Law Firm & Judge in Cahoots, Texans Say

     HOUSTON (CN) – A law firm in Robertson County conspired with a district judge there to extort money and steal land and mineral interests from residents for 15 years, a group of landowners claim in Federal Court.

     Attorneys Bryan Russ and James McCullough, with Palmos, Russ, McCullough and Russ have cultivated a cozy relationship with Robertson County District Judge Robert Stem that allows them to use shell companies to claim interest to land they don’t own, buy property at reduced prices and influence settlements, the plaintiffs say.
     “Russ and McCullough target three primary groups: poor people, African-Americans, and outsiders, i.e., people who reside outside of Robertson County,” the complaint states.
     “It is widely known in and around Robertson County that Judge Stem will rule in favor of the clients of The Firm with no regard to the facts or the law,” it adds.
     According to the complaint, it works like this: “When stealing land or mineral interests, Russ and McCullough often use shell companies to create sham transactions. Shell Company A, for example, will purport to transfer its land or mineral interests to Shell Company B, even though Shell Company A never owned the land or mineral interest in the first place. Russ and McCullough, acting through The Firm, then seek a declaratory judgment that Shell Company B owns the land or mineral interest. Judge Stem grants Russ and McCullough permission to serve notice on the allegedly undetermined owners by publication in local newspapers. After the actual owners fail to respond, Judge Stem, at the behest of Russ and McCullough, appoints Dona Harris as attorney ad litem, ostensibly to represent the interests of the actual landowners. On the same day he is appointed, Mr. Harris declares that he cannot locate the actual owners (even though most of them are readily identifiable), and Judge Stem appoints Nestor Leamon [a real estate agent] as receiver to sell the property. Leamon then sells the property to Russ and McCullough at prices far below market value, and the proceeds are put into the registry of the court. If the actual owners fail to claim the money within seven years, Judge Stem gives it back to Shell Company B, i.e., back to Russ and McCullough.”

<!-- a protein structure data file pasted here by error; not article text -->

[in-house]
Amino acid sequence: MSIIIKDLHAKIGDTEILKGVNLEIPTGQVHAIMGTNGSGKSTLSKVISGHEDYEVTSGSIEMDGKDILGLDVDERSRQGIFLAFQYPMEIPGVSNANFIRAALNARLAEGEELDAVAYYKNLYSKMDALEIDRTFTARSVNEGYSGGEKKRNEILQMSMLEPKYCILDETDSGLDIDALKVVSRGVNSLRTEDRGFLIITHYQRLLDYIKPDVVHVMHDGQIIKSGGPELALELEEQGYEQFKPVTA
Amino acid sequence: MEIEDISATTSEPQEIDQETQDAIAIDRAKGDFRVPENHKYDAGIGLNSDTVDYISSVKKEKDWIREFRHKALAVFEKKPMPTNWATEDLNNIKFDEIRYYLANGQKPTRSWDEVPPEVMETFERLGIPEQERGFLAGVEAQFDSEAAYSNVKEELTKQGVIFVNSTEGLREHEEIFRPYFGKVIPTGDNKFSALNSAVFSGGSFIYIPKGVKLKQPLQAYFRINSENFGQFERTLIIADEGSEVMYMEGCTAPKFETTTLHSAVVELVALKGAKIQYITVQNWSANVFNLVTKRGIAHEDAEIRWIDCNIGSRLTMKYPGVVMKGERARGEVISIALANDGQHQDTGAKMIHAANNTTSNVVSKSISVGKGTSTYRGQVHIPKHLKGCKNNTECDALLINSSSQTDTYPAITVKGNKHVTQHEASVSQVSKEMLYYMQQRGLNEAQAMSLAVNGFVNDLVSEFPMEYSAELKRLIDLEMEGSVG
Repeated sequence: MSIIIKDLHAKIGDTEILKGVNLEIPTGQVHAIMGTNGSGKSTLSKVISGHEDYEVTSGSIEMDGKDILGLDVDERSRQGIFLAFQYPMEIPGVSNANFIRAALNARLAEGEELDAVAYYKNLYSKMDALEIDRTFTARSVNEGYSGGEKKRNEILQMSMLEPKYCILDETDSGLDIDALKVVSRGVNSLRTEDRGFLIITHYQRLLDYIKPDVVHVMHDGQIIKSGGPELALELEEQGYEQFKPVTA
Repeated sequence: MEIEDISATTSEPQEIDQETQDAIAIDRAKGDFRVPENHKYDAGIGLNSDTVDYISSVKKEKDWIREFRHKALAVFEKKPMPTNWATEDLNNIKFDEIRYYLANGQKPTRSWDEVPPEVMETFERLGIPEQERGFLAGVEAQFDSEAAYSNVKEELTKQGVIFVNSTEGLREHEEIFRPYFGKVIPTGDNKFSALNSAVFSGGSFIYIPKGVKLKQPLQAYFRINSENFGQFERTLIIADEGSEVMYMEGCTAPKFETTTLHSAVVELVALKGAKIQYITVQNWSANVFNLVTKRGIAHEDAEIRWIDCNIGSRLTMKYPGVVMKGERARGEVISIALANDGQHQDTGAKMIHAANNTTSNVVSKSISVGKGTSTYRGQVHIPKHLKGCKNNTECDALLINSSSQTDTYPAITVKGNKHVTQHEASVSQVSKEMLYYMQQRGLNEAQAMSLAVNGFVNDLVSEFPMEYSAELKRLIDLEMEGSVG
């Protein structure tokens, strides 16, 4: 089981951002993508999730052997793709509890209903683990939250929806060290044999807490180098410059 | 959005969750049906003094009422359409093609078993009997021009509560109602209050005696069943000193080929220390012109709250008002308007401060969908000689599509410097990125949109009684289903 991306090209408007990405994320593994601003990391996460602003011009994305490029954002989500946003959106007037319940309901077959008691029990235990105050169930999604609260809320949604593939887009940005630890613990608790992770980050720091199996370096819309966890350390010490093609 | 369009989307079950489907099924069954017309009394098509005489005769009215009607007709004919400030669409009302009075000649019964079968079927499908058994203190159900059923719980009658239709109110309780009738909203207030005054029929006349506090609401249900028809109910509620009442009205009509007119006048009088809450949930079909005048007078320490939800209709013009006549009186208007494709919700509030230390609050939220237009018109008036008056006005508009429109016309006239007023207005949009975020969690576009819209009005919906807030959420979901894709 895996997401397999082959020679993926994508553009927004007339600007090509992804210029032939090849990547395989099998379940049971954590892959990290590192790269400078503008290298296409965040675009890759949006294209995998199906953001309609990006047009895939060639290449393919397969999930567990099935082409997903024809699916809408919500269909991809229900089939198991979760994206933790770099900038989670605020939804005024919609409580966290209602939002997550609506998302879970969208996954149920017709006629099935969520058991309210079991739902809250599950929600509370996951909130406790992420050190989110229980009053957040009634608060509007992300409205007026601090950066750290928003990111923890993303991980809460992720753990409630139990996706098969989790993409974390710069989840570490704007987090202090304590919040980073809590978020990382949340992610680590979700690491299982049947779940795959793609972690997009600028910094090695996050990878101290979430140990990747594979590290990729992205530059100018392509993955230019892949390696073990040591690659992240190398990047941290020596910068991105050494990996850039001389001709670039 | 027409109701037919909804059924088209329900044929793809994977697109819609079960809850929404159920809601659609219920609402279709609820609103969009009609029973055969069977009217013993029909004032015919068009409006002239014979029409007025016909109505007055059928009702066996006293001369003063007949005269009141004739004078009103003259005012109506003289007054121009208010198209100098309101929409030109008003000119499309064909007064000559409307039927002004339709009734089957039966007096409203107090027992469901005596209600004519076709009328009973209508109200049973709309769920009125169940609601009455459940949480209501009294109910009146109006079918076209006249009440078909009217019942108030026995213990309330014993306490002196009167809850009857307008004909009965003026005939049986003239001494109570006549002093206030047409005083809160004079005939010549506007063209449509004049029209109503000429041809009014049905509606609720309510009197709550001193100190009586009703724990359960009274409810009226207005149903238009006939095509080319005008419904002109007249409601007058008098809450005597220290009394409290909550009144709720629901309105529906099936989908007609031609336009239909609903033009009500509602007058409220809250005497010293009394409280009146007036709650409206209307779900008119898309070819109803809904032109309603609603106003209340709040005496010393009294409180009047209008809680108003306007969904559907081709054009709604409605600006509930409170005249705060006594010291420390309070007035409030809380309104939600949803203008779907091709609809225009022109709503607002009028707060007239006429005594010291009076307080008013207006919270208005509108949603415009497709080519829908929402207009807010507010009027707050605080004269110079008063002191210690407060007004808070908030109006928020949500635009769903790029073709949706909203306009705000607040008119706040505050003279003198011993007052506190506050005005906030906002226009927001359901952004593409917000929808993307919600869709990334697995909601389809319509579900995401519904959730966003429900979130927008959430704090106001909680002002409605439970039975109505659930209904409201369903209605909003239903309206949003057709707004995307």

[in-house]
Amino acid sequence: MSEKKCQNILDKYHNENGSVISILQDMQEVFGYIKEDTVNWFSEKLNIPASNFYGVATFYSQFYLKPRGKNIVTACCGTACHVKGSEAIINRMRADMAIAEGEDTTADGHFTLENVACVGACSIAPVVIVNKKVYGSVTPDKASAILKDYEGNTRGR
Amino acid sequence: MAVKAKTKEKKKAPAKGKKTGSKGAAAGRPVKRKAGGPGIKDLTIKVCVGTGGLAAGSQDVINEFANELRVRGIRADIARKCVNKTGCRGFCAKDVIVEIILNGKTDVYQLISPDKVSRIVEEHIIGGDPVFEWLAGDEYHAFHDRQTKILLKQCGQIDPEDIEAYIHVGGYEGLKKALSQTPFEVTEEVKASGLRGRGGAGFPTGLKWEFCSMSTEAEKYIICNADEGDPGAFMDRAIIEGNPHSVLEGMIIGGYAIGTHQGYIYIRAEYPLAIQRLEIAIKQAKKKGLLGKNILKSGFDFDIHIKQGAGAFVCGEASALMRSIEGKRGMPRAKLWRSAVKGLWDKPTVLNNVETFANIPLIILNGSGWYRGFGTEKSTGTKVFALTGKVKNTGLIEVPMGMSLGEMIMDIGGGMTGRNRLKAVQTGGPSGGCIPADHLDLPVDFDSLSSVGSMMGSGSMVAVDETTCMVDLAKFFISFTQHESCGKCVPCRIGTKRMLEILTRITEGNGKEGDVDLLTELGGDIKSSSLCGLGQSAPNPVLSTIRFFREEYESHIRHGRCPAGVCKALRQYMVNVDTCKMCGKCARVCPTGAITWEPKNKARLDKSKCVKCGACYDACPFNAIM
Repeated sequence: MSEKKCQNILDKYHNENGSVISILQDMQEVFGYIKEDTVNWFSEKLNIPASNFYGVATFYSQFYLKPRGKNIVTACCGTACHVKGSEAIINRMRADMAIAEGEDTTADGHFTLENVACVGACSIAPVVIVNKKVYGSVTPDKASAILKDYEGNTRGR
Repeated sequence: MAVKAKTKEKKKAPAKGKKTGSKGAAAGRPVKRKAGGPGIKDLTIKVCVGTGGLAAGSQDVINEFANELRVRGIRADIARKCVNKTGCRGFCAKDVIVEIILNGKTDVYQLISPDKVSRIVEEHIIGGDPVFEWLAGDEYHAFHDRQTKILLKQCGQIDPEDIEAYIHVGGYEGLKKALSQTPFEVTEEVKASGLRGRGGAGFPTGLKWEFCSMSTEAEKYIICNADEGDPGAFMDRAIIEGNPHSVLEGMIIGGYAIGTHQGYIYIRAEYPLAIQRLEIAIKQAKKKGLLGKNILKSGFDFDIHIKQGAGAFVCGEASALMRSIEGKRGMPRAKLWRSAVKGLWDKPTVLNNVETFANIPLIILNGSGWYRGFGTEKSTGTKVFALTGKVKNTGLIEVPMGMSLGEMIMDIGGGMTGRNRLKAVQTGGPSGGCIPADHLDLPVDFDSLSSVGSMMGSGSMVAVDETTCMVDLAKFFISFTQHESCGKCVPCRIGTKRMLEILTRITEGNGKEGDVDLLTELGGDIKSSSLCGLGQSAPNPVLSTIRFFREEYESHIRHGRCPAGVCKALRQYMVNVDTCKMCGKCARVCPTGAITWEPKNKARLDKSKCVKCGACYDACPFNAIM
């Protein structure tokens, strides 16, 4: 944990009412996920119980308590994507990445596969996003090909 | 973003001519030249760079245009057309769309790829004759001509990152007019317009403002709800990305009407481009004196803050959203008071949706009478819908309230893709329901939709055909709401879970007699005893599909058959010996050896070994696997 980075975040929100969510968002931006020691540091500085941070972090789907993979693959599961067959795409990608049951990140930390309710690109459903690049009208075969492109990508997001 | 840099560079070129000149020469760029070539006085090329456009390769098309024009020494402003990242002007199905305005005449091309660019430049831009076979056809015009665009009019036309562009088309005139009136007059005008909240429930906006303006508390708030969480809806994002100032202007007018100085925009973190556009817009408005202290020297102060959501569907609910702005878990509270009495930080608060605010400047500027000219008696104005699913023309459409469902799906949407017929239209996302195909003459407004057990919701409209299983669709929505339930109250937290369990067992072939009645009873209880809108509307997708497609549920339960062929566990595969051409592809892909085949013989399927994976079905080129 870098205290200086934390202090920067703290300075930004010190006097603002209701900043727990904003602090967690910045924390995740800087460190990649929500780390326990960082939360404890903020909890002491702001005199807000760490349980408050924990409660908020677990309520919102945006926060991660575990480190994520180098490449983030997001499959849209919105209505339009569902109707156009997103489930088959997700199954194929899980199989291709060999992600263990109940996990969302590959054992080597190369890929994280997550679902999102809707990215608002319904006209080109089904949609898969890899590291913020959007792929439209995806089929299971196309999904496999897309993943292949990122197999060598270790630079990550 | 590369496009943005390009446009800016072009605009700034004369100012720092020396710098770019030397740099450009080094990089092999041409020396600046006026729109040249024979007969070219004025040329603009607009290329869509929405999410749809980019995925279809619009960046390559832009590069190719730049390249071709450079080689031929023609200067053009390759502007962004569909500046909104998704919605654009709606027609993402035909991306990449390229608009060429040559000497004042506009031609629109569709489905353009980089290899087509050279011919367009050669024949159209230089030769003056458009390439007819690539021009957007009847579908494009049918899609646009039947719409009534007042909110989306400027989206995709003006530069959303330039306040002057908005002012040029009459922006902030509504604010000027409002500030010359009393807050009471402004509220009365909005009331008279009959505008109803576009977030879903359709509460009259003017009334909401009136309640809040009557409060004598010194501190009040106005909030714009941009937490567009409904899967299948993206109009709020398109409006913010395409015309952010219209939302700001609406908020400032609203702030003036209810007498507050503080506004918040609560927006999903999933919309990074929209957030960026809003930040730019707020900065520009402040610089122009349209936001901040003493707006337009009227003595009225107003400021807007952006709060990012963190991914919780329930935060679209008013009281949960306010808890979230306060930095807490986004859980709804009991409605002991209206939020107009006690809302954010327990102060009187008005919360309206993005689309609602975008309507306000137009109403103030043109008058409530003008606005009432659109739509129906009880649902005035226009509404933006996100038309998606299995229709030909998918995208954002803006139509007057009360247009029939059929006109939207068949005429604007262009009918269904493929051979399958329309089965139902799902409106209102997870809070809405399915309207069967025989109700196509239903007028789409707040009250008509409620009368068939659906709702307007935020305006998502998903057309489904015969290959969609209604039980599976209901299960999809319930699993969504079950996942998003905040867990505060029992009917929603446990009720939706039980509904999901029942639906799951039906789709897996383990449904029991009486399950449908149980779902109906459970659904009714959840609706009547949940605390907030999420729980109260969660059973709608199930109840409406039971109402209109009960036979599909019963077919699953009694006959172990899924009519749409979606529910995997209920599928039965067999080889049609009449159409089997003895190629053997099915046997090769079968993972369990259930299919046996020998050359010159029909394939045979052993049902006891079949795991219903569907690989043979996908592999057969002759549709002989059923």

The 25-page complaint states: “In this Complaint, the Plaintiffs will detail three major incidents of fraud and racketeering involving Judge Stem, Defendants Russ and McCullough, and one or more additional Defendants. The Plaintiffs are aware of other instances in which land or mineral interests were stolen by Russ, McCullough, and Neamon [sic], and they expect to amend their complaint to add additional plaintiffs and defendants.”
     The plaintiffs seek damages for RICO conspiracy and fraud. They are represented by Ty Clevenger of Bryan.

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